Overtime pay under federal law is calculated at one and a half times the employee’s regular rate. Most employers are already aware that the “regular rate” is not simply the employee’s agreed upon hourly rate of pay, but may also include shift premiums, many bonuses, and other types of compensation. See 29 U.S.C. § 207(e). A recent case from the Tenth Circuit highlights that while the regular rate includes most types of remuneration, employees cannot include contractually agreed overtime and thus get a federal overtime premium on top of the contractually agreed one.
In Chavez v. City of Albuquerque.pdf, the plaintiffs, all city employees, brought two collective actions against the City of Albuquerque contending that it had miscalculated the regular rate and thus had failed to pay them appropriate overtime. While they identified a number of issues, their primary claim rested on the overtime provisions negotiated by their unions. In the case of police officers and firefighters, their claim was bolstered by differences in the number of hours entitling them to overtime. Unlike most non-exempt employees, who receive overtime pay after 40 hours of work per week, for example, the FLSA entitles police officers to overtime only after 43 hours. The Albuquerque police collective bargaining agreement, however, gave them the right to overtime over 40 hours. Thus, the officers argued, they should be paid overtime pay after 40 hours under the contract AND then they were entitled to additional pay under the FLSA based on the the higher “regular rate” provided in the contract. The remaining plaintiffs, who were firefighters, clerical workers, transit workers, and others, raised essentially the same claim.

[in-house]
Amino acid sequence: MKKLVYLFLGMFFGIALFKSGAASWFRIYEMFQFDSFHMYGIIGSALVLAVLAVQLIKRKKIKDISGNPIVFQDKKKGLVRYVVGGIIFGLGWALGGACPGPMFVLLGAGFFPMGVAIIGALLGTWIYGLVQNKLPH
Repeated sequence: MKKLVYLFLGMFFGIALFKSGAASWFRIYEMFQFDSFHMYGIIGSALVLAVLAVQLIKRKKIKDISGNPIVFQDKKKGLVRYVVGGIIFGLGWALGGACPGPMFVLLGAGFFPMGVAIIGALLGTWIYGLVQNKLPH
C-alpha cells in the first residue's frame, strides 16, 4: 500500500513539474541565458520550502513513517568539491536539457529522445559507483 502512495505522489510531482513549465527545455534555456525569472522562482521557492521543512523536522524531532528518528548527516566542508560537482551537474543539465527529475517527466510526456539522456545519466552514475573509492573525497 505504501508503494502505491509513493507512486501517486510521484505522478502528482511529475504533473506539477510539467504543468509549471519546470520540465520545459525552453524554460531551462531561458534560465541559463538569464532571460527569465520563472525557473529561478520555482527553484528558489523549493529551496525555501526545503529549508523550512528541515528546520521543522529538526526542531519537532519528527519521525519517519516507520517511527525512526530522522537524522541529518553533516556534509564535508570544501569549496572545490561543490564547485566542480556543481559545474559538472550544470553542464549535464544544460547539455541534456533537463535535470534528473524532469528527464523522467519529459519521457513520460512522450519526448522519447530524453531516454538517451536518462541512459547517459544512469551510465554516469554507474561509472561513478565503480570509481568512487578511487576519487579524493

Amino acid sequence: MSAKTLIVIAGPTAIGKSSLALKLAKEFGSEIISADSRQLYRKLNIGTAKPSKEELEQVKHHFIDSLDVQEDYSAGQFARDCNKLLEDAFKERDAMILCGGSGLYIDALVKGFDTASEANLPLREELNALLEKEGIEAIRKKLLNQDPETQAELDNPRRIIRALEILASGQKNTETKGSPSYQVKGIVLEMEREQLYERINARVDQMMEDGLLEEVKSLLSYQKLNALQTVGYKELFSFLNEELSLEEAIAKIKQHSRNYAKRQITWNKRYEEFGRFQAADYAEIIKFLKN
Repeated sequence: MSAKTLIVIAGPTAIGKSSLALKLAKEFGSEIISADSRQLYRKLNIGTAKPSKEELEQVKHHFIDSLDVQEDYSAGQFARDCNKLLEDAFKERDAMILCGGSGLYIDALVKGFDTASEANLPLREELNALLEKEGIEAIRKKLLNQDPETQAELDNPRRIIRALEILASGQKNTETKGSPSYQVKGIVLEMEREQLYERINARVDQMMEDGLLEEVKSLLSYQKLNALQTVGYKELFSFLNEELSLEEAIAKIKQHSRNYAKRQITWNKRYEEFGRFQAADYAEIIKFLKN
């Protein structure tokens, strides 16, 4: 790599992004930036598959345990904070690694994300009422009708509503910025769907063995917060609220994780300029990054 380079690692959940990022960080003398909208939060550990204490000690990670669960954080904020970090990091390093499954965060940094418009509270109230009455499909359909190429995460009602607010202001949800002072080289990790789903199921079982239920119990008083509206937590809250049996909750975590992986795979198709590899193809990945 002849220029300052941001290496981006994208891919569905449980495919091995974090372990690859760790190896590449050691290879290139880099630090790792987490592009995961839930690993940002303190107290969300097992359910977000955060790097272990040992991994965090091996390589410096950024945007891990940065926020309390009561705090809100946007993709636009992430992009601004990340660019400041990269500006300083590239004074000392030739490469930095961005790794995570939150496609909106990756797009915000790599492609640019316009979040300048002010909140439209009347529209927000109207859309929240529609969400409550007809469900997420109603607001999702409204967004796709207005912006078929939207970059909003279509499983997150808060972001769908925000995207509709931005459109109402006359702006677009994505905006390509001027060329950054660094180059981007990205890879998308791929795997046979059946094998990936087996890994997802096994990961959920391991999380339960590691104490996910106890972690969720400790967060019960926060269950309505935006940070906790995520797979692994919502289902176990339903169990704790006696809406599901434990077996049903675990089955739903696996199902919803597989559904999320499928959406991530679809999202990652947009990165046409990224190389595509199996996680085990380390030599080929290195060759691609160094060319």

The trial court held for the City as to this claim and the Tenth Circuit affirmed. It held that the employees were entitled to only one dip of overtime compensation. For each hour, they were entitled to the greater of the FLSA or contractual overtime, but nothing in the statute required that the City pay FLSA overtime on top of contractual overtime. Similarly, it held that any overtime required by the contract would be calculated based on the contract and not based on federal law.
The court also addressed the employees’ claims that pay they received for unpaid sick and vacation time should be added back into the regular rate. While this claim was smaller, the district court found in their favor on both counts. The Tenth Circuit, however, reversed as to the vacation pay claim, citing long-standing Department of Labor regulations. It noted the well-settled principle that courts should defer to the Department of Labor’s rulings and interpretations. The DOL has indicated that a buy-back of sick pay is akin to an attendance bonus, which encourages certain behaviors wanted by the employer, and should be added to the regular rate. By contrast, vacation time is generally scheduled in advance and is not abused in the way that sick time may be. Deferring to this DOL distinction, the Tenth Circuit reversed the trial court’s finding with respect to the addition of reimbursement of unused vacation days to the regular rate.
The Bottom Line: Plaintiffs can exploit even minor FLSA violations effectively through collective actions, but ultimately they still need to establish a violation of the FLSA to recover.